The property appraiser's budget "is $1 million less today than when I took office 16 years ago."
Rob Turner on Wednesday, July 18th, 2012 in an email interview with the Tampa Bay Times
Rob Turner says property appraiser's budget is $1 million less than when he took office
Hillsborough County Property Appraiser Rob Turner was cruising toward re-election with nothing remarkable to taint his 16-year tenure -- until a former human resources director filed a discrimination claim against him for sending her pornographic emails, that is.
Turner fired her, and the incident drew calls for him to resign, as well as a challenge in the Republican primary from state Sen. Ronda Storms.
Turner’s main defense in this contest is that he’s good at his job and has saved taxpayers money.
"Our budget is $1 million less today than when I took office 16 years ago," he wrote in answers to questions from the Tampa Bay Times.
Given the rate of inflation and the vast expansion in property development in Hillsborough since 1996, we wondered if that could possibly be true.
Turner, who defeated Democrat Ron Alderman in 1996, hasn’t made many waves since taking office, which assigns values to the county’s properties so that local governments can assess how much their owners should pay in taxes each year. Despite Alderman’s reputation for alleged cronyism and visiting bars during work hours, Turner’s reputation was for reducing his workforce and keeping spending levels reasonable.
Among the changes in the office in the last 16 years are updating administrative services, purchasing technology that allows workers to perform appraisals with fewer staff, reducing the office’s vehicle fleet from 72 vehicles to 40 and a steady reduction in full-time employees from 178 in 1996 to 130 today.
The key claim here, however, is the annual budget.
Here’s how the process works: The appraiser’s office proposes a budget each year and submits it to the state Department of Revenue. The department applies a nonpolitical cost analysis to those numbers, and then usually approves a little more or a little less than what is requested, a difference that may be as negligible as a few hundred dollars. The department then tells the county tax collector how much money to disburse from ad valorem taxes. The county commission is notified, but it doesn’t get a say in the budget.
The budget numbers
The first budget Turner was responsible for was for the 1997-98 fiscal year, totalling $11.8 million. Over the years, Turner gradually reduced staff, resulting in the current workforce of 130. He says with pride that none of those positions were lost due to layoffs, and his office confirmed the staff reductions were achieved through retirements, voluntary resignations and employees changing jobs.
This budget dipped slightly the first few years, reaching a low of $8.9 million for 2000-01. The budget then increased steadily for several years, reaching a peak of $13.1 million in 2008-2009. This is for reasons ranging from computer upgrades to salary raises to the real estate boom, which disproportionately affected Florida as a whole. During this time, the number of parcels requiring appraisal in Hillsborough County went from about 380,000 in 1999 to more than 525,000, the office says.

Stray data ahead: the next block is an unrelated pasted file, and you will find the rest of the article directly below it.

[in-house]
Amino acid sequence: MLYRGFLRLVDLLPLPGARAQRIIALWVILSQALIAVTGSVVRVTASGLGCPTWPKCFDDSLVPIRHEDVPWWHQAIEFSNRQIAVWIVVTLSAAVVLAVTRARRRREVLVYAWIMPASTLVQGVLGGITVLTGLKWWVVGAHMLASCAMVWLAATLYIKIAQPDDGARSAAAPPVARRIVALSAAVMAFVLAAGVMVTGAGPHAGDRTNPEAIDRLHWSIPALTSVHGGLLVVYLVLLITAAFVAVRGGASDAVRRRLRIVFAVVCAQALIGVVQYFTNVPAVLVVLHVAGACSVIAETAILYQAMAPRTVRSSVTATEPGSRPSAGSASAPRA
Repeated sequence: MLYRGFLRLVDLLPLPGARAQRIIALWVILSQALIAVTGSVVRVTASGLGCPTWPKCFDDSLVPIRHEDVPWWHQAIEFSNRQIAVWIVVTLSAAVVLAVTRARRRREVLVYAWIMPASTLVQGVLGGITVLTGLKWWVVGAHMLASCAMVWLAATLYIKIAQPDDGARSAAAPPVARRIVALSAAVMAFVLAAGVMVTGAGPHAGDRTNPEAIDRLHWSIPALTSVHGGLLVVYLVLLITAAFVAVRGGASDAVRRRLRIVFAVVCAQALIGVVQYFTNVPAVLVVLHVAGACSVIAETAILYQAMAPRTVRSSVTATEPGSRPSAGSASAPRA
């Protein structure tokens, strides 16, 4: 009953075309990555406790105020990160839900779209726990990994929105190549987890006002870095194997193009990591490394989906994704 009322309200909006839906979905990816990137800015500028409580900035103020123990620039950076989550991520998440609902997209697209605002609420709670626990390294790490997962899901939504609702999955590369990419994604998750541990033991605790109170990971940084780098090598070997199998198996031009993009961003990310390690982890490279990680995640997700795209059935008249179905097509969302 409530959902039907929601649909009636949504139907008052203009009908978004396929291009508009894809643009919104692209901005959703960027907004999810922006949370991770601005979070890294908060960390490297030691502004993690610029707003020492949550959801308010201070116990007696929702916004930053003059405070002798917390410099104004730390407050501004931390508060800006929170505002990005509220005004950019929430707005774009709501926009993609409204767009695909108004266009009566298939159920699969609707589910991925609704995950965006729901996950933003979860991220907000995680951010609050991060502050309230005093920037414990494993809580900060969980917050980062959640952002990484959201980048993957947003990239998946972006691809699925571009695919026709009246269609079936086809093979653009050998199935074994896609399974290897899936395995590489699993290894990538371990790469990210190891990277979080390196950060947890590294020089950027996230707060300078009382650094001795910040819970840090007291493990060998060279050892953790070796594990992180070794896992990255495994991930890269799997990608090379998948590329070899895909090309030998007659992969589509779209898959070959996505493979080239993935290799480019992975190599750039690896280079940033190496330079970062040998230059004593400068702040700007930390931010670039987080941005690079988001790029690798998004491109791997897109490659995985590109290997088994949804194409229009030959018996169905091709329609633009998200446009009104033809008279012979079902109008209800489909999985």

The budget then began a steady decline, due to staff departures, a four-year wage freeze and the onset of the Great Recession, which brought a decrease in property values -- and ad valorem taxes along with it. The following fiscal year, 2009-10, the budget was $12.45 million. In 2010-11, it was $11.6 million. Last year it was $11 million.
During every year we examined, the amount of actual expenditures never exceeded the office’s approved budget.
The 2012-13 budget for Turner’s office is yet again lower, with the state approving expenditures of $10.7 million. This is the basis for Turner’s claim of his budget being $1 million less than when he took office. The difference between his first approved budget for 1997-98 and the budget for the next fiscal year, which begins in October, is $1,079,585, to be exact. This is a drop of about 9 percent since 1996.
Turner leaves out the fact that his office’s budget swelled along with the housing boom before deflating with the recent recession. But given the boom and bust in property values, the increase in the number of assessed properties, and inflation, this is not an unreasonable fluctuation, especially considering the peak in 2008-09 was only 10.5 percent higher than when he took office in 1996. Since that peak, the budget decreased $2.3 million.
Despite the distractions, Turner is running on his record of being able to perform his duties for four consecutive terms. Among his most salient qualifications, he says, is that his office cut $1 million from the budget compared to 16 years ago.
The numbers show the office’s budget did increase steadily through Florida’s boom years, but only by a relatively small amount. Its annual spending plan is now smaller than when Turner took office in 1996 -- by $1,079,585.
We rate this claim True.